Exploring the narrow lanes of Udvada on a hazy afternoon, one could find himself wondering what ferried him into town was an autorickshaw or a time machine. This pastoral enclave, which is dotted with storybook cottages, slumbering goats and whitewashed walls, seems separated by many decades.
At the heart of the town stands the Iranshah Atash Behram, the most important spiritual centre for Zoroastrians across the globe. Be it any occasion - a new business, a new car or even newly married, it is a place which brings the Parsi worshippers from across the world.
The 1282-year-old holy fire enshrined within the sacred Atash Behram, makes Udvada very protective amongst the Parsis.
After the Muslim conquest of most of the Greater Iran in the 7th Century, Zoroastrians gradually became a marginalised community and by the 10th century, the formerly Zoroastrian held territories had become largely Islamic.
A group of Zoroastrians fled from Greater Khorasan to the west coast of India in order to preserve their religious customs and beliefs. Upon landing the refugees made Sanjan their home, which is about 30 km from Udvada.
Places To See
1. Udvada Beach
The beach at Udvada is not exactly the kind of beach where you would want to get into the water, but it is a great place to take a walk and click pictures, the walk on the beach has a very charming experience especially around the sunset.
There are old houses that are spread across the coast and they provide a welcoming backdrop for some beautiful pictures. Children playing cricket, women sitting on the shore looking at sunset make sure your time is well-spent.
The beach forms a wonderful picnic spot which is built of rocky terrains and muddy brown sands.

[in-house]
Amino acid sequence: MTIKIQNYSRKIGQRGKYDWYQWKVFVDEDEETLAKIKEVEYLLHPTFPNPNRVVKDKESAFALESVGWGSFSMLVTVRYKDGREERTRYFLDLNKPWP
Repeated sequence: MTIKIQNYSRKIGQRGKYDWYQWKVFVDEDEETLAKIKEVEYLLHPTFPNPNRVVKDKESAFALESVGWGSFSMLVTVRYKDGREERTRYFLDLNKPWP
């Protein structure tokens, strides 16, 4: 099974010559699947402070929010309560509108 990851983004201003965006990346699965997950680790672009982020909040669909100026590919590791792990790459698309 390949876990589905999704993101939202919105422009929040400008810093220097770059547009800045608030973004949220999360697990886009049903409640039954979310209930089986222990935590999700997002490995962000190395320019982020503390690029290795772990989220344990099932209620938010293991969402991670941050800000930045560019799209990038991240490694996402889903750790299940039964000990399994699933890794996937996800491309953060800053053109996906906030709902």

2. Iranshah Atash Behram
Fire is a significant element of the Zoroastrian faith, it denotes all forms of energy and is therefore seen as a living embodiment and a powerful link between spiritual and material worlds. The Iranshah Atash Behram is one of the oldest fire temples in India that represents a cultural and religious link with Iran.
The holy fire was moved to India from Iran in 715 AD, following the migration of Zoroastrians. The holy fire was thereby enshrined and the first Atash Bahram was established in the town of Udvada. The temple architecture is adorned with portraits of eminent priests and religious organisations, who actively participated in the establishment of the temple.
The Iranshah Atash Behram is a large structure which is virtually hidden by the whitewashed walls and a protective ring of houses. The fire temple remains out of bounds for non-Zoroastrians, the small streets, the sandalwood sellers and the bustle in the vicinity are fascinating.
The Iranshah is said to have been created out of 16 fires, which includes the fire from a burning corpse, a shepherd's house, a goldsmith's hearth, a potter's kiln and from lightning. Instead of waiting for the lightning to strike and create a fire, it is believed that the high priest meditated for days and when the heaven cooperated, he trapped the fire and proceeded with his rituals.
Best Time To Visit
The best months to visit are from October to March, the climate remains comfortable and apt for sightseeing.